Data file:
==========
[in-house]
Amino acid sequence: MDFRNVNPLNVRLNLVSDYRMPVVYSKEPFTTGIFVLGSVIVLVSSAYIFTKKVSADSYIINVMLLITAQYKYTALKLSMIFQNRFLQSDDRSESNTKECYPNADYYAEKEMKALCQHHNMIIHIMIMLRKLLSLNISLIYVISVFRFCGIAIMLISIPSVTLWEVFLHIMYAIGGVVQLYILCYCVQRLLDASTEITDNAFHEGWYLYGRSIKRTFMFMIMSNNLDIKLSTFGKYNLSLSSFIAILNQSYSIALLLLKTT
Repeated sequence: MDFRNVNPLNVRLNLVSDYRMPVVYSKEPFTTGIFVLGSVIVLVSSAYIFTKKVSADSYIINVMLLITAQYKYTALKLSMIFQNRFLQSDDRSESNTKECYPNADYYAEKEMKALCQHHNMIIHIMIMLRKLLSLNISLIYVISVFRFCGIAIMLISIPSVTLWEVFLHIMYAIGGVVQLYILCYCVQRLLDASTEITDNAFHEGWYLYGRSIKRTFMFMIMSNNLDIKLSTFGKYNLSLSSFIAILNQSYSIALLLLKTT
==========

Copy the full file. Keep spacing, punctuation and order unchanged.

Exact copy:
[in-house]
Amino acid sequence: MDFRNVNPLNVRLNLVSDYRMPVVYSKEPFTTGIFVLGSVIVLVSSAYIFTKKVSADSYIINVMLLITAQYKYTALKLSMIFQNRFLQSDDRSESNTKECYPNADYYAEKEMKALCQHHNMIIHIMIMLRKLLSLNISLIYVISVFRFCGIAIMLISIPSVTLWEVFLHIMYAIGGVVQLYILCYCVQRLLDASTEITDNAFHEGWYLYGRSIKRTFMFMIMSNNLDIKLSTFGKYNLSLSSFIAILNQSYSIALLLLKTT
Repeated sequence: MDFRNVNPLNVRLNLVSDYRMPVVYSKEPFTTGIFVLGSVIVLVSSAYIFTKKVSADSYIINVMLLITAQYKYTALKLSMIFQNRFLQSDDRSESNTKECYPNADYYAEKEMKALCQHHNMIIHIMIMLRKLLSLNISLIYVISVFRFCGIAIMLISIPSVTLWEVFLHIMYAIGGVVQLYILCYCVQRLLDASTEITDNAFHEGWYLYGRSIKRTFMFMIMSNNLDIKLSTFGKYNLSLSSFIAILNQSYSIALLLLKTT